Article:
Artistic Services

The following explanations refer to miscellaneous services (as per Section 3 (9) UstG), such as performances and lectures. Information on the taxation of deliveries of works of art and on remuneration for the granting of rights of use can be found here:

Deliveries of works of art from Germany to other countries

Granting of rights of use by artists based in Germany to licensees based abroad

Please note!
Performing artists in particular may be subject to employment relationships, i.e. permanent positions. The following explanations apply only to artists who are self-employed and perform independent work abroad.

When artists based in Germany provide services (such as performances, lectures etc.) to clients based abroad, the question of whether these clients are businesses/cultural institutions/associations (B2B: Business to Business) or private individuals (B2C: Business to Consumer) makes a difference.

As with all cross-border transactions, it is necessary to determine the country in which value added tax must be paid (where) and who must pay this tax (who).

Please note: EU – third country (outside the EU)
Under German law, whether the artists based in Germany provide services to clients based in a Member State or a third country (outside the EU) plays a role neither in determining where the value added tax must be paid (where) nor who is liable to pay the value added tax (who).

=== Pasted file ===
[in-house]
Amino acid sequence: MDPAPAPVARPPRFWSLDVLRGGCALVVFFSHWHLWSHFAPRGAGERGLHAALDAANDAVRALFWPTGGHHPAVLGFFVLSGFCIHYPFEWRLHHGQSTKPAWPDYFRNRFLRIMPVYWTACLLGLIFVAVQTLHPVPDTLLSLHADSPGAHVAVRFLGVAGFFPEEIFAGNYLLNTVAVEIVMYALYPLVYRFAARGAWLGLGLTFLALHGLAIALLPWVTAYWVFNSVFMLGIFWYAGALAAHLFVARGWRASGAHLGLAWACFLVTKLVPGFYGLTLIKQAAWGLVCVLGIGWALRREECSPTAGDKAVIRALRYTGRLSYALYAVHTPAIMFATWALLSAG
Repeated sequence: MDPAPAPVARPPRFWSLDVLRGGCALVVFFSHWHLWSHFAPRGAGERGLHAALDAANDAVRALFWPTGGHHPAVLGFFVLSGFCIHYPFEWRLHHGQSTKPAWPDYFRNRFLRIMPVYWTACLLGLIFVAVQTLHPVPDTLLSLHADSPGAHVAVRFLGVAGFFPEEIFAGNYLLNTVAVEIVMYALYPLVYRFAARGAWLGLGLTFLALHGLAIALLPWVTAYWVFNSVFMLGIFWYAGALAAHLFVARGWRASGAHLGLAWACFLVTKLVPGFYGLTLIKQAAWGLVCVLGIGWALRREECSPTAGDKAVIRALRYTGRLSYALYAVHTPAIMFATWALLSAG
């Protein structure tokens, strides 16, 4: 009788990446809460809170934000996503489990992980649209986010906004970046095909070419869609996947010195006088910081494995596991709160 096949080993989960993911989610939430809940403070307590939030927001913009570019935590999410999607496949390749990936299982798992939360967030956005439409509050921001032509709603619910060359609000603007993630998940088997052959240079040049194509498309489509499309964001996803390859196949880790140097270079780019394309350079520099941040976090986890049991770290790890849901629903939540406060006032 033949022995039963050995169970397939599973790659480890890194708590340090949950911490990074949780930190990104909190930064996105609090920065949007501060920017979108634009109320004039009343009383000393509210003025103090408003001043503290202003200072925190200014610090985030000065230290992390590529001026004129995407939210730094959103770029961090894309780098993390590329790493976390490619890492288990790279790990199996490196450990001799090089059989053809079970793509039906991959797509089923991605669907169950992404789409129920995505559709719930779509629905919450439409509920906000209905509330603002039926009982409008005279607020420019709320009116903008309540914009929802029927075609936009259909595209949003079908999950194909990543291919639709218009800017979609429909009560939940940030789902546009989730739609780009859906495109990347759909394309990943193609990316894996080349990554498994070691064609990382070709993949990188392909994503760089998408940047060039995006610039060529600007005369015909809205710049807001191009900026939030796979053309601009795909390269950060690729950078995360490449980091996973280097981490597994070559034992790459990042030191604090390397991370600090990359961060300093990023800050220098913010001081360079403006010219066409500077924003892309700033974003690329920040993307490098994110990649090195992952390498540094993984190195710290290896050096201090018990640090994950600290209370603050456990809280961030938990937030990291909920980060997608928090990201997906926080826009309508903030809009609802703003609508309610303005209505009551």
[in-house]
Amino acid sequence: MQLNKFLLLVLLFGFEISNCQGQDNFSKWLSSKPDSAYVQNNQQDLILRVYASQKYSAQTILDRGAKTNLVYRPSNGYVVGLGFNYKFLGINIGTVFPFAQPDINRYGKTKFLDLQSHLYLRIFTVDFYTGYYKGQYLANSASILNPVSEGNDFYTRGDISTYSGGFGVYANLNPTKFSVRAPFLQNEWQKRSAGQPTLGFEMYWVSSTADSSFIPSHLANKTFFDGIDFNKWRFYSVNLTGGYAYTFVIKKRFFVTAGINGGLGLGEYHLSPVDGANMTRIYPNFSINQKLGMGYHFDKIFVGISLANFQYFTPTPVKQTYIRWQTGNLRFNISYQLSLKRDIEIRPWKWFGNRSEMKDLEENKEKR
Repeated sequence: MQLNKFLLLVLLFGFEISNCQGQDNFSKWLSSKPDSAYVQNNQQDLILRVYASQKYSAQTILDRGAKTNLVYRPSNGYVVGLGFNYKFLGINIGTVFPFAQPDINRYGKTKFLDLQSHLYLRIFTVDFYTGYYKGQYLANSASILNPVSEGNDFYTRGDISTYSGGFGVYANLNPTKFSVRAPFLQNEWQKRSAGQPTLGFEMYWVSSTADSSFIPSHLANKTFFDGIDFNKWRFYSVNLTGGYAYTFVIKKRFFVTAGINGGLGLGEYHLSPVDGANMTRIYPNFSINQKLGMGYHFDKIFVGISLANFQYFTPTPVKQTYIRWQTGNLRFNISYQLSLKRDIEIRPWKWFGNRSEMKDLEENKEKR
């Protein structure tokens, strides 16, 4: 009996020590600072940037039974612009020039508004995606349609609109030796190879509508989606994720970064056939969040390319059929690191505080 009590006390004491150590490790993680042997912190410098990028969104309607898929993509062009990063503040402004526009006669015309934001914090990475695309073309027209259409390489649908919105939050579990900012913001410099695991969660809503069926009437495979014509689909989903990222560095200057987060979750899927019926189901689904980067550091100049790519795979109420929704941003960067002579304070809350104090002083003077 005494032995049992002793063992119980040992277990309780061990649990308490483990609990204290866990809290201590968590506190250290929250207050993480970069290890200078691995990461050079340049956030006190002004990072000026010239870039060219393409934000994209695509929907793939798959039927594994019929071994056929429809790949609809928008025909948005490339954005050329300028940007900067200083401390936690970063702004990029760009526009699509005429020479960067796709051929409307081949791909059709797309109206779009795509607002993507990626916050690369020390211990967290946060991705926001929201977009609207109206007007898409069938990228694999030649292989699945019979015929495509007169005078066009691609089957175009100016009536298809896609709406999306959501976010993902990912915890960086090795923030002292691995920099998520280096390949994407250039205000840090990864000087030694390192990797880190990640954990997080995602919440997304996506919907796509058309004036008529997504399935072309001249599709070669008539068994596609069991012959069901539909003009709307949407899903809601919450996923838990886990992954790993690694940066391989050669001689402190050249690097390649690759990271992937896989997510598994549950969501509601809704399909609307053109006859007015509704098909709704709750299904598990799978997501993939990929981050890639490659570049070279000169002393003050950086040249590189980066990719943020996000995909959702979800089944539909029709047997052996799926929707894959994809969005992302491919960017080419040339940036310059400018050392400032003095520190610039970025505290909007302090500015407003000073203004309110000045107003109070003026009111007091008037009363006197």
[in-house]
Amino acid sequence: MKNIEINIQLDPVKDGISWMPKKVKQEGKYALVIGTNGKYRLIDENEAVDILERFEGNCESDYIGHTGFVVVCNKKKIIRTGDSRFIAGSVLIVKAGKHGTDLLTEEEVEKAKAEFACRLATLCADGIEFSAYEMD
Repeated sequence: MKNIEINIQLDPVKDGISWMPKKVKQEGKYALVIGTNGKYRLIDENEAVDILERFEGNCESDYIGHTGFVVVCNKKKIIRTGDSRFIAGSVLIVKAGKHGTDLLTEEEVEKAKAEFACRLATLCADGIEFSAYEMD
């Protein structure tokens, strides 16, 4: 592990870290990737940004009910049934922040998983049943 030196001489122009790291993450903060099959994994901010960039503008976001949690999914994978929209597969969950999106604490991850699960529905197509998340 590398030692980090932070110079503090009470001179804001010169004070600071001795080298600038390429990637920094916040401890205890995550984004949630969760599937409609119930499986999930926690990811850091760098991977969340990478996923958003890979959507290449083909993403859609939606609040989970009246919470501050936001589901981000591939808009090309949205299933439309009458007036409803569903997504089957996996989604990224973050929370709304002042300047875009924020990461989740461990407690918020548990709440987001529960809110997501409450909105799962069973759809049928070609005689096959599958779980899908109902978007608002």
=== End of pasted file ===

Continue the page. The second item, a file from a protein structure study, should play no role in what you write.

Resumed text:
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B2B (Business to Business)

B2B refers to a delivery or miscellaneous service performed by a business person in return for a fee within the scope of his or her business. Artists are also usually business persons.

If clients who are based in the EU do not use a VAT ID number in transactions with an artist, the artist can generally proceed on the assumption that the clients are not business persons unless informed otherwise. In this case, the explanations regarding Business to Consumer (B2C) transactions apply. 

A VAT ID is assigned to any business person within the EU upon request (only in his or her own country of residence) and is regarded as an attribute of a person's entrepreneurial status.
The VAT ID must be checked at the time of delivery. The qualified confirmation procedure of the German Federal Central Tax Office (BZSt) is recommended for this purpose.

 

In which country must value added tax be paid (where)?